May the new “policeman of the world” raise up their hand…
When one mentions the land of freedom, the place where opportunities abound, and a continent where milk and honey flows, many will be tempted to think of the United States of America. Even with President Donald Trump’s America-first and anti-immigration policies, many still dream the American dream.
Recently though, the emergence of other economic powers such as China, Russia and Europe has made many question if America is still the “super power” or the “policeman of the world”.
At the Kampala Geopolitics Conference held at Makerere University on 26 -27 October 2018, a panel of analysts, journalists and consultants got together to discuss the issue under the topic, USA: Not the policeman of the world anymore? Implications of the Trump Presidency on global power relations.
Pascal Boniface, the Founding Director, IRIS, France, started off on an unapologetic note by declaring that America is not great anymore.
“When Trump says let’s make America great again, it’s a recognition that America is not as great,” he said.
Boniface argued that United States is now isolated and only relies on proxies to exert influence, a situation he attributes to Trump’s pursuit of “America First” policy.
“Wanting to be first is wanting to be alone.”
President Trump has been accused of undoing some strides by his predecessors, as he seeks to leave a mark attributable to him. Boniface thinks this endeavor is akin to “jumping into a machine and going back to the 60s when there was no real challenge for the US”.
Will it work though?
“Reality is stronger than ideology. Trump will fail because no country will allow to be relegated. Trump is destroying US soft power. Sooner or later, the US will regret. Trump is making the US weaker again,” Boniface said.
So, if Trump fails to make America great again, will another superpower succeed in making their own continent or country great; will they succeed in becoming the world’s policeman?
Angelo Izama, a journalist, political analyst and regional security consultant thinks the world doesn’t even need a “class monitor”.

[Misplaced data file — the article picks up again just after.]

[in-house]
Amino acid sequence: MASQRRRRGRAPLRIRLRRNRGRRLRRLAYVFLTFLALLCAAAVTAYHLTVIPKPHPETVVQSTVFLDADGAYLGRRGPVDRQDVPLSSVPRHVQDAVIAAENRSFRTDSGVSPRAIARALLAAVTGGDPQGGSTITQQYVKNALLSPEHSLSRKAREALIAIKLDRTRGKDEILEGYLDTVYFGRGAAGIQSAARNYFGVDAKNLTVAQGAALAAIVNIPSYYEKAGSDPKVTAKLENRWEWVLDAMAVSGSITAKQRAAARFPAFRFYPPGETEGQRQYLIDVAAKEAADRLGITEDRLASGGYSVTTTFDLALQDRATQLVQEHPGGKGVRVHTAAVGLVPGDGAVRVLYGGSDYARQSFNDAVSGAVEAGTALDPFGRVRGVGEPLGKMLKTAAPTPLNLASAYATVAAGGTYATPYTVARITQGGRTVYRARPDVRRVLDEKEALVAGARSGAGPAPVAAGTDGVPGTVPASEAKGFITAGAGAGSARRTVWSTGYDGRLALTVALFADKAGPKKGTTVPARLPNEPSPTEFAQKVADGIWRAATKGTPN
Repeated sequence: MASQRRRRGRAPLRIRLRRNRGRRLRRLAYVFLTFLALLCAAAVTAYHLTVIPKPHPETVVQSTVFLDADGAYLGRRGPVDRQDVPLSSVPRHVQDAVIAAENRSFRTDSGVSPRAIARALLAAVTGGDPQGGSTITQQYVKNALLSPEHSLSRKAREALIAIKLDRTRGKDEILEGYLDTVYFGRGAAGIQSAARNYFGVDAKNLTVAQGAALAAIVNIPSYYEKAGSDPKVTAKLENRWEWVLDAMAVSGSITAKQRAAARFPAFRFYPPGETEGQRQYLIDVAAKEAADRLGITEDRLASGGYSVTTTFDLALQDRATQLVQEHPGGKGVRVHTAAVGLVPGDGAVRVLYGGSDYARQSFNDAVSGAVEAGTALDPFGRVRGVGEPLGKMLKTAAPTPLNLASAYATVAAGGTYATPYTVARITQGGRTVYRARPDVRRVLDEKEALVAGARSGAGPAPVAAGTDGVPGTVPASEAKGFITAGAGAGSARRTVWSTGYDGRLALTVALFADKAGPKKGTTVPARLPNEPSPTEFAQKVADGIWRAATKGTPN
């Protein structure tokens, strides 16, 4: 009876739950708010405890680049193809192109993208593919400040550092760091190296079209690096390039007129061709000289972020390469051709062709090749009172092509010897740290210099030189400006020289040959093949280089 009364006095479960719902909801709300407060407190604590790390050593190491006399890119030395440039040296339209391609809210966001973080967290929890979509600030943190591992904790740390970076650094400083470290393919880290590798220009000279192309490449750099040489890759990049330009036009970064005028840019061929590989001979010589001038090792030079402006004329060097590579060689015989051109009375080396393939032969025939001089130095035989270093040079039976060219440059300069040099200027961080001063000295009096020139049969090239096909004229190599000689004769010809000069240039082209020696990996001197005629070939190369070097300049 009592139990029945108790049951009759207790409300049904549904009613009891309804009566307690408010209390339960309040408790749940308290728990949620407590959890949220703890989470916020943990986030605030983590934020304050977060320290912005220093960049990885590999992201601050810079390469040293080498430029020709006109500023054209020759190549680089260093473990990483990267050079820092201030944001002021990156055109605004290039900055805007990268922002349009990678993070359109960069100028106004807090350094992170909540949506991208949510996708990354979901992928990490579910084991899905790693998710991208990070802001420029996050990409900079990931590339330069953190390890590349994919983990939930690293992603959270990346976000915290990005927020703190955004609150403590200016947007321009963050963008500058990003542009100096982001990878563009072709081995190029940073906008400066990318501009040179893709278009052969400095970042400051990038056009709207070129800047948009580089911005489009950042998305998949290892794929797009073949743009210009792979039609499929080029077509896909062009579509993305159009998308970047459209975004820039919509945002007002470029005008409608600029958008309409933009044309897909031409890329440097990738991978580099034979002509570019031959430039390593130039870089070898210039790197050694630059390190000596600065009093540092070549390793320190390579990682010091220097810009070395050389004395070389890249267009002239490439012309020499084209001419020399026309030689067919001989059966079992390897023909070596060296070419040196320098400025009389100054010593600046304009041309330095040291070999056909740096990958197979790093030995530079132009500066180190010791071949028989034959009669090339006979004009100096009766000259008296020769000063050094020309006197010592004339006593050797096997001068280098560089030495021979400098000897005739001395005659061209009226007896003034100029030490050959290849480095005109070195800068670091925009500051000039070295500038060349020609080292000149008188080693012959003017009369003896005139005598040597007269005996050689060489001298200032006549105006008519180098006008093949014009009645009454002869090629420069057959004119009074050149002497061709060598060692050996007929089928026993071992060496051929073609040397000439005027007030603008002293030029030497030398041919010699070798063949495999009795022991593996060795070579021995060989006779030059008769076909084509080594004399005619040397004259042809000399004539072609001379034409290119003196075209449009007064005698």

“The world doesn’t need a world policeman anymore. Some of the things we are seeing being done under Trump has helped us rethink our issues, e.g., identity politics.”
He added: “The idea that you need a policeman to make you behave is toxic.”
Izama thinks that “Trump’s policy of America First, of isolationism, is dangerous for Africans.”
Contrarily, Robert Kirunda, a lecturer at Makerere University School of Law, thinks the world shouldn’t think too much into Trump’s isolationist policies.
“I don’t think Trump has intelligent policies on America First,” he said. “The office of the President is a big deal anywhere in the world. But how do you deal with a president who can’t help himself against Twitter?
Kirunda believes that the factors realigning the world “has very little to do with America first”.
And instead of sweating over America’s exclusionist policies, Kirunda thinks Africa should worry about how it will reposition itself in the new world order.
“What are you doing to prepare for a disrupted world in future?” he asked. “We shouldn’t be saying, ‘what has European Union done for us?’ Foreign policy is selfish in nature.”
The increasing move by America to focus within and secure its interest, has been followed by a corresponding disinterest in Africa. In fact, Izama noted that Somalia and Sudan are the few key interests for the Trump administration. However, there’s been growing interest in the continent by other economic powers, notably China, in what has been described as the second scramble for Africa.
Irene Ikomu, the Program Development Consultant, Heinrich Boell Foundation, thinks the label for this phase doesn’t matter but how Africa positions itself.
“We can look at this as a new scramble for Africa or a new opportunity,” she said.
Perhaps one way of positioning is by “encouraging dialogue and multinationalism” with the different emerging super powers, according to Samuel Carcanague, Researcher, IRIS, France.
“China is the businessman of the world. America is leading in new technology,” he said.
Eric Tusiime: We are blaming the US and EU without cleaning our own house. African problems are supposed to be solved by Africans. Before we criticize anything, let’s get organized.
Solomon Ocunguru: No one wishes Africa progress or development. We are here sharing our wisdom. These people will go back and rethink how to conquer us. In order to survive, we should nuclearize Africa.
Sarah Mirembe: I’m really concerned when Pascal Boniface says the US is not the world policeman anymore. I need an alternative.
Michael Okwera: Most developments in Uganda are completed by aid, donations, etc. You cannot stand with the UK and say, I don’t want US as my policeman when the UK is better than Uganda economically and can stand on its own.
Milton Muto: What we see in the US, could it be a crack in the fellowship of injustice? In Africa, do we have any leader who can tackle things that are unjust?